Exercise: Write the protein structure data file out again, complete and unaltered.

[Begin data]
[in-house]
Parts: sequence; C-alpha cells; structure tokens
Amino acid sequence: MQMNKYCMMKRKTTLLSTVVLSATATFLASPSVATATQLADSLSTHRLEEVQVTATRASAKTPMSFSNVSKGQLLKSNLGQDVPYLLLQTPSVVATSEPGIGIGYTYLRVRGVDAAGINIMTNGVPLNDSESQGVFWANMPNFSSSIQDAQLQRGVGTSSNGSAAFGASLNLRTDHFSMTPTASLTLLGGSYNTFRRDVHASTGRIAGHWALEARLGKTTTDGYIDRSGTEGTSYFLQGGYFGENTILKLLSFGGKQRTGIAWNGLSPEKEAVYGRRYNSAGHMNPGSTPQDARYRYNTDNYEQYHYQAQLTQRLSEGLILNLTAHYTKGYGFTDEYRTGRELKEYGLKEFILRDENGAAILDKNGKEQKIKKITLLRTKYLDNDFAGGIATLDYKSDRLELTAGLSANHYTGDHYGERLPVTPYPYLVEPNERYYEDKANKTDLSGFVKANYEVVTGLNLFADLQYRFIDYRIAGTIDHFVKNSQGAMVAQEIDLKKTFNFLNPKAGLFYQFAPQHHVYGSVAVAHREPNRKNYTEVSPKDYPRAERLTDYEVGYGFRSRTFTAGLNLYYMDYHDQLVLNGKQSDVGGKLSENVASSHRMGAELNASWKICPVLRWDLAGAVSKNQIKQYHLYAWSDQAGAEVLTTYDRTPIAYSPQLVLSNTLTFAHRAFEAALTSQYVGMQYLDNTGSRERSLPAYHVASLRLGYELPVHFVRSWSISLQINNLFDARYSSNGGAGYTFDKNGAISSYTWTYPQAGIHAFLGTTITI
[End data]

[in-house]
Parts: sequence; C-alpha cells; structure tokens
Amino acid sequence: MQMNKYCMMKRKTTLLSTVVLSATATFLASPSVATATQLADSLSTHRLEEVQVTATRASAKTPMSFSNVSKGQLLKSNLGQDVPYLLLQTPSVVATSEPGIGIGYTYLRVRGVDAAGINIMTNGVPLNDSESQGVFWANMPNFSSSIQDAQLQRGVGTSSNGSAAFGASLNLRTDHFSMTPTASLTLLGGSYNTFRRDVHASTGRIAGHWALEARLGKTTTDGYIDRSGTEGTSYFLQGGYFGENTILKLLSFGGKQRTGIAWNGLSPEKEAVYGRRYNSAGHMNPGSTPQDARYRYNTDNYEQYHYQAQLTQRLSEGLILNLTAHYTKGYGFTDEYRTGRELKEYGLKEFILRDENGAAILDKNGKEQKIKKITLLRTKYLDNDFAGGIATLDYKSDRLELTAGLSANHYTGDHYGERLPVTPYPYLVEPNERYYEDKANKTDLSGFVKANYEVVTGLNLFADLQYRFIDYRIAGTIDHFVKNSQGAMVAQEIDLKKTFNFLNPKAGLFYQFAPQHHVYGSVAVAHREPNRKNYTEVSPKDYPRAERLTDYEVGYGFRSRTFTAGLNLYYMDYHDQLVLNGKQSDVGGKLSENVASSHRMGAELNASWKICPVLRWDLAGAVSKNQIKQYHLYAWSDQAGAEVLTTYDRTPIAYSPQLVLSNTLTFAHRAFEAALTSQYVGMQYLDNTGSRERSLPAYHVASLRLGYELPVHFVRSWSISLQINNLFDARYSSNGGAGYTFDKNGAISSYTWTYPQAGIHAFLGTTITI